By David Himbara
Kagame hatched a US$60.8 million innovation fund to capitalize Rwanda’s digital companies in 2018. By January 2023, the fund had disbursed US$917,500, of which Rwandan companies’ share was US$160,000 (17%) while US$757,500 (83%) was poured into foreign companies.
General Paul Kagame branded himself among the global elites as “the digital president” who champions Rwanda’s and Africa’s digital economy. Together with his Korean counterpart, Park Guen-Hue, he was awarded the World Telecommunication and Information Society Award by the UN’s International Telecommunication Union (ITU). Kagame was later rewarded by the UN with a co-chairmanship of the Broadband Commission which advocates for expanding broadband access to every country. Kagame’s digital masquerade ranks among the biggest lies he peddles. The fiasco of his US$60.8 million innovation fund for capitalizing Rwanda’s digital startups is indisputable evidence, if any were needed.
General Paul Kagame hatched a US$68.6 million Rwanda Innovation Fund (RIF) in 2018. His government was to invest US$8.6 million against US$30 million private investment while the African Development Bank (AfDB) supplied a US$30 million loan. RIF was to support digital companies at various stages through incubators and accelerators, facilitating additional angel networks, and training digital entrepreneurs.
The Rwanda Innovation Fund Has not Delivered: African Development Bank
The 2022 AfDB’s evaluation of the Rwanda Innovation Fund was gloomy – every RIF outcome indicator was rated as “likely to be achieved with corrective actions.” The progress of training entrepreneurs was ranked a pathetic 7 percent. The success story in the AfDB evaluation report is Veibeg, a data-driven medical supply chain start-up. According to the report, Veibeg “has impacted over two million 2 million people by contributing to reducing the cost of medical supplies in three countries by between 20% to 40% of market price in barely three years of its existence.” Veibeg was founded by an Austrian national, Tobias Reiter and his Kenyan friend Alex Musyoka.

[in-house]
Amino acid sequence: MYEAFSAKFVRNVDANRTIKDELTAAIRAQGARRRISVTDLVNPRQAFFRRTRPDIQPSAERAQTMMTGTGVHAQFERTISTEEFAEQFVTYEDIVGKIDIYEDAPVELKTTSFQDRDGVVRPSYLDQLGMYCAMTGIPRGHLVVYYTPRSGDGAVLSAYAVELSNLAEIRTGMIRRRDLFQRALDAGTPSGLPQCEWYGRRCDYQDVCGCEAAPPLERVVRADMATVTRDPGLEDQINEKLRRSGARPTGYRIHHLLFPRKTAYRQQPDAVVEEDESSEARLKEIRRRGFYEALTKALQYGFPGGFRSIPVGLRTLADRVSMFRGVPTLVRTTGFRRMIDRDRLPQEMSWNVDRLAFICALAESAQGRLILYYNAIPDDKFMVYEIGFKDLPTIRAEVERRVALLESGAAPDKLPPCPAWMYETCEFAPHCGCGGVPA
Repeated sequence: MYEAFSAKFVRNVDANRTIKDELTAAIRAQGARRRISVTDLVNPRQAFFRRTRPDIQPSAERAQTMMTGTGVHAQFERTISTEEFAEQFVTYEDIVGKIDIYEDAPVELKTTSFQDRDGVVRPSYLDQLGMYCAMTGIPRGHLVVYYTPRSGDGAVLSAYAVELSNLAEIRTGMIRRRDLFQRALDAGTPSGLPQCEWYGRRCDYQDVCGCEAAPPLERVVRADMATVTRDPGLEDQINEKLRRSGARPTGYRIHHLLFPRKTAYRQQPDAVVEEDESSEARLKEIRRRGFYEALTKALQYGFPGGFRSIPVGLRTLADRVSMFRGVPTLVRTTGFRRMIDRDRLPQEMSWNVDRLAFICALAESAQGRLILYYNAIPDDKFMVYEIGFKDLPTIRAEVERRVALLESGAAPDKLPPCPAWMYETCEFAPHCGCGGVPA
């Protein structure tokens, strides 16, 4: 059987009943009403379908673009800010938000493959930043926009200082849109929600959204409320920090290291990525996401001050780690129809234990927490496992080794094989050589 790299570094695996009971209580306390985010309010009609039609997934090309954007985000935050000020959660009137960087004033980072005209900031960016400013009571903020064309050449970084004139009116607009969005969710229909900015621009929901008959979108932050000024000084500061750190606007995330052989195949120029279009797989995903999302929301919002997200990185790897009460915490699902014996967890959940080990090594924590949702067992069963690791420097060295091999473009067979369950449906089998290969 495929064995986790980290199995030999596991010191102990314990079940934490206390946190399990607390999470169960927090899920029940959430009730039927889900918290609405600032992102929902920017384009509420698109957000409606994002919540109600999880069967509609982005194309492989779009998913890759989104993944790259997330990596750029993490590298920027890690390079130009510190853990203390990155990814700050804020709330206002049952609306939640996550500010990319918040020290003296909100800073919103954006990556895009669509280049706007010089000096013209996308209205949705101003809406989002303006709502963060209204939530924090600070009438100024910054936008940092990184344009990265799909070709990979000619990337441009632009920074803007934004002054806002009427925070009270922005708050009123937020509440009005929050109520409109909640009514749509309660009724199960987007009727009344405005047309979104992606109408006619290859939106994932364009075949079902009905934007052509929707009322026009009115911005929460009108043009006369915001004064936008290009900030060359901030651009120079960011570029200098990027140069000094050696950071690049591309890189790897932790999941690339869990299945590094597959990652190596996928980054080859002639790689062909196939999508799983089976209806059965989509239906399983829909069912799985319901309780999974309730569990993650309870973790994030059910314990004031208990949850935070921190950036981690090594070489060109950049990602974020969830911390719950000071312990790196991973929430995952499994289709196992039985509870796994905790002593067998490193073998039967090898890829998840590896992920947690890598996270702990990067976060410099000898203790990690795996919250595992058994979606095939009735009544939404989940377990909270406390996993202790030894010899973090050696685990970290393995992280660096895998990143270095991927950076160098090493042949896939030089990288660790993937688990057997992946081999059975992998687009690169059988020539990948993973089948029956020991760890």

The Rwanda National Innovation Fund Has Disbursed US$917,500 in 5 Years of which 83 percent Financed Foreign Companies
The 2023 Auditor General Report delivers even worse news. He explains that at the time of the audit in February 2023, “out of US$917,500 invested, only US$160,000 (17%) was invested in Rwandan companies while US$757,500 (83%) was invested in foreign companies.” Even more shockingly, the Kagame regime reneged on its support of the innovation fund, as the Auditor General reveals:
“Out of the amount committed, MINECOFIN only disbursed US$3,160,000 (or 3.2% of the targeted fund) to RIF Ltd by February 2023. There is an urgent need for MINECOFIN and RDB to review the project implementation strategies.”
The words of the 19th-century Russian writer, Fyodor Dostoevsky, come to mind here. “The man who lies to himself and listens to his own lie comes to a point that he cannot distinguish the truth within him, or around him, and so loses all respect for himself and for others. And having no respect he ceases to love.” Stay Tuned.